10.06.10

Palin's Achilles' Heel

The email feud between Joe Miller and Todd Palin reveals a problem for Sarah's political future: her vindictive streak. Shushannah Walshe on how Sarah could hurt her own 2012 chances.

Sarah Palin made Joe Miller’s career by endorsing his upstart campaign against GOP senator and Alaskan political powerhouse Lisa Murkowski. The former Alaskan governor’s support helped Miller, a political novice, topple Murkowski in the recent primary. It was a stunning upset that made him a national figure—and confirmed Palin’s reputation as this season’s kingmaker.

But emails leaked earlier this week between Palin’s husband, Todd, and Miller reveal that all is not well between the feisty former vice-presidential nominee and her protégé. The messages, confirmed as authentic and explained by Todd, are a reaction to an interview in which Miller failed to offer full support for the idea of Palin running for president in 2012. The curt rebuke from the Palins was a reminder of how much loyalty Palin demands from those she endorses and supports—and just how thin-skinned and prickly she can be when the favor is not wholeheartedly returned.

The liberal-leaning Alaska political blog  Mudflats got hold of the two juicy emails between Todd and SarahPAC treasurer Tim Crawford, Miller, and their (Palin's and Miller’s) mutual lawyer, Thomas Van Flein.

“Hold off on any letter for Joe. Sarah put her ass on the line for Joe and yet he can’t answer a simple question’ is Sarah Palin Qualified to be President’. I DON’T KNOW IF SHE IS.

Joe, please explain how this endorsement stuff works, is it to be completely one sided.

Sarah spent all morning working on a Face book post for Joe, she won’t use it, not now.”

It ends with Palin telling Miller, “Put yourself in her shoe’s Joe for one day.”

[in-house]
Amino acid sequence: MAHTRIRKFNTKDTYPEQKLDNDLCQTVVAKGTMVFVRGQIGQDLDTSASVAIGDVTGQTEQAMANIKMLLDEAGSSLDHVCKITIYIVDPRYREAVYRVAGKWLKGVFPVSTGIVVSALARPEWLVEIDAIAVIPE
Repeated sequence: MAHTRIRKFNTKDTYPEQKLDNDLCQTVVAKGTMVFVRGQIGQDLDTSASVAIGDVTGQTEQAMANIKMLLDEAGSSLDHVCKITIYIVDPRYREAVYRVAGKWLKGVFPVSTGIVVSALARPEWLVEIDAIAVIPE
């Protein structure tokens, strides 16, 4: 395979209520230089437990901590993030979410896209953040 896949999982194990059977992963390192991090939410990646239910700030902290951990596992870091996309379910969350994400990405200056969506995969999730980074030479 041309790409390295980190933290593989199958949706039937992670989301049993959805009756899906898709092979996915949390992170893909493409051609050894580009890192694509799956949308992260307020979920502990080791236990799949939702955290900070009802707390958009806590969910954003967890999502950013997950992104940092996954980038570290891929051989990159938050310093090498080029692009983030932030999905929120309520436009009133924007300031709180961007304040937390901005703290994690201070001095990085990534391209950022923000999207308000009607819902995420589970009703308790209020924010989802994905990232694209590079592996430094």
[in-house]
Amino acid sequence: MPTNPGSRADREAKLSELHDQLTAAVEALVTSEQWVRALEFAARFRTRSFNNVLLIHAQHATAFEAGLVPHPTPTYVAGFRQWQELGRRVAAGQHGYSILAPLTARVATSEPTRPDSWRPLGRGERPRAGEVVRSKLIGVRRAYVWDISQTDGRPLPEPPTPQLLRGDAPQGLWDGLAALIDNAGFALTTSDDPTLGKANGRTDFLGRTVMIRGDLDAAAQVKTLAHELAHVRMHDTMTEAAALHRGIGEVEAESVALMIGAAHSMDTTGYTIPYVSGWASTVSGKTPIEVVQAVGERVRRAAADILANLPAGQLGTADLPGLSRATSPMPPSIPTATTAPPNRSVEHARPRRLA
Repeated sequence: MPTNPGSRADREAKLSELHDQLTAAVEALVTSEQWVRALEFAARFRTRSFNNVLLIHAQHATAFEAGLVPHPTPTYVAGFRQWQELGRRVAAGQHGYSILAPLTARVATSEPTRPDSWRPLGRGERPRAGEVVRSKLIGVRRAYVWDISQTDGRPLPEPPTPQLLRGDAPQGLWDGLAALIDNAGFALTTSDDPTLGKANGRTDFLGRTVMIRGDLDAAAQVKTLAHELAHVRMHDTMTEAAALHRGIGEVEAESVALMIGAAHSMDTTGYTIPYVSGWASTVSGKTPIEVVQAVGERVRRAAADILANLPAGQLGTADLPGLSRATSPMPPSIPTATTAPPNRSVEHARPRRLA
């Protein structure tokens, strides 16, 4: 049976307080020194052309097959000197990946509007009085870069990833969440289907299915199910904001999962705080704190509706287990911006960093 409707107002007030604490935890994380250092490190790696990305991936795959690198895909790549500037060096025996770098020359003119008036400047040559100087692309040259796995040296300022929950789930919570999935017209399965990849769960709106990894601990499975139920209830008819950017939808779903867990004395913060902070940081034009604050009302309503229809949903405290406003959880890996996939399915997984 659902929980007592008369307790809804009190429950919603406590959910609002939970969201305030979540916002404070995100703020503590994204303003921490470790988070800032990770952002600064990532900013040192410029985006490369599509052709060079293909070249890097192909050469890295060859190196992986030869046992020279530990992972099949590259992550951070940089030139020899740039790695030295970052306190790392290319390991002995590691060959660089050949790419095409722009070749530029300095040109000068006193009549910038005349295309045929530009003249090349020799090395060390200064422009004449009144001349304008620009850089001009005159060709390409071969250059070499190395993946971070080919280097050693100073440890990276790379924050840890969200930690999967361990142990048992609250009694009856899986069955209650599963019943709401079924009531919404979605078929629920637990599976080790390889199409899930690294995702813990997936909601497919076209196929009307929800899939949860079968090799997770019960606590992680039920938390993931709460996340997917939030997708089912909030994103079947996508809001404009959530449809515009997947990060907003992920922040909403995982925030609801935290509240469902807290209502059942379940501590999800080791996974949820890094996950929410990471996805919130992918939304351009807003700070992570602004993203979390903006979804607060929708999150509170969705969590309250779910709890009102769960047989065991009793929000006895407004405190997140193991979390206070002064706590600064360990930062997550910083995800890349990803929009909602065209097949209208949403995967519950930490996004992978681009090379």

All of this was in response to Miller’s appearance on Fox News Sunday earlier in the day the email was sent, September 19. Host Chris Wallace asked Miller whether he though Palin was qualified to be president. Miller's answer:

“I'm running a U.S. Senate race right now in the state of Alaska. That's what I'm focused on. You know, I've been asked about various candidates throughout the country during this race. That's not my role to comment on those candidacies."

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Palin’s feud with Miller may just be a special case of familiarity breeding contempt (the Palins and Miller are friendly). But it could also be read as the latest in a long line of examples—from the Troopergate scandal to the former friends and staffers she eviscerated in Going Rogue—of the Palins’ sensitivity to perceived slights, no matter how minor. And it could end up proving a cautionary tale for the Mama and Papa Grizzlies around the country upon whom she’s bestowed her endorsement. Palin expects total fealty in return for her blessing.

“[T]hey can’t seem to control themselves. Presidential candidates can’t just fire off emails when they get angry.”

But can she expect that from the other candidates she has supported going forward? Palin has backed a motley assortment of political neophytes and outside-the-mainstream candidates who may not know, or even care, about the usual script for endorsees. If any of them stray from Palin’s course, or seem insufficiently grateful for her support, they may suffer the same fate—or worse.

And there’s a growing sense that the Miller problem is likely to crop up again.